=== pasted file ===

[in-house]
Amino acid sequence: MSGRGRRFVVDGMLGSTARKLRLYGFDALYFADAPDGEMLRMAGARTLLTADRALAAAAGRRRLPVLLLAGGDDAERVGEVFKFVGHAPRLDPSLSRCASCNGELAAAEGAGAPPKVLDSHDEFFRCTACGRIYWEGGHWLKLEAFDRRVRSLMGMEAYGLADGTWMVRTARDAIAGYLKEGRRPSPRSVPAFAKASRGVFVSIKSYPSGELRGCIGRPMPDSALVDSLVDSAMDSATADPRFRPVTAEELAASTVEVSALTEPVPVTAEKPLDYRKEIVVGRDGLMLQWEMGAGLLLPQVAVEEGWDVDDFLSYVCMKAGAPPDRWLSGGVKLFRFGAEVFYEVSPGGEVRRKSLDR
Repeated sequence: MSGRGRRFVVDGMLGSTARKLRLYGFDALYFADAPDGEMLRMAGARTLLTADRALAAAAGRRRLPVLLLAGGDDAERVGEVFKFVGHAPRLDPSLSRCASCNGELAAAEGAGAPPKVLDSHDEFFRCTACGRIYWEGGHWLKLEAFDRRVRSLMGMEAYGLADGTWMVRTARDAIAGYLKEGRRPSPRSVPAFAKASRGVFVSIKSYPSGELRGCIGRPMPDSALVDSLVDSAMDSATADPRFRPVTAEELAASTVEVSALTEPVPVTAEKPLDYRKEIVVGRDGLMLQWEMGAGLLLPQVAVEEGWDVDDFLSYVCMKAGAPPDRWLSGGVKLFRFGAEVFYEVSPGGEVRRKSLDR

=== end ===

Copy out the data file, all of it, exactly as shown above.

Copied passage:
[in-house]
Amino acid sequence: MSGRGRRFVVDGMLGSTARKLRLYGFDALYFADAPDGEMLRMAGARTLLTADRALAAAAGRRRLPVLLLAGGDDAERVGEVFKFVGHAPRLDPSLSRCASCNGELAAAEGAGAPPKVLDSHDEFFRCTACGRIYWEGGHWLKLEAFDRRVRSLMGMEAYGLADGTWMVRTARDAIAGYLKEGRRPSPRSVPAFAKASRGVFVSIKSYPSGELRGCIGRPMPDSALVDSLVDSAMDSATADPRFRPVTAEELAASTVEVSALTEPVPVTAEKPLDYRKEIVVGRDGLMLQWEMGAGLLLPQVAVEEGWDVDDFLSYVCMKAGAPPDRWLSGGVKLFRFGAEVFYEVSPGGEVRRKSLDR
Repeated sequence: MSGRGRRFVVDGMLGSTARKLRLYGFDALYFADAPDGEMLRMAGARTLLTADRALAAAAGRRRLPVLLLAGGDDAERVGEVFKFVGHAPRLDPSLSRCASCNGELAAAEGAGAPPKVLDSHDEFFRCTACGRIYWEGGHWLKLEAFDRRVRSLMGMEAYGLADGTWMVRTARDAIAGYLKEGRRPSPRSVPAFAKASRGVFVSIKSYPSGELRGCIGRPMPDSALVDSLVDSAMDSATADPRFRPVTAEELAASTVEVSALTEPVPVTAEKPLDYRKEIVVGRDGLMLQWEMGAGLLLPQVAVEEGWDVDDFLSYVCMKAGAPPDRWLSGGVKLFRFGAEVFYEVSPGGEVRRKSLDR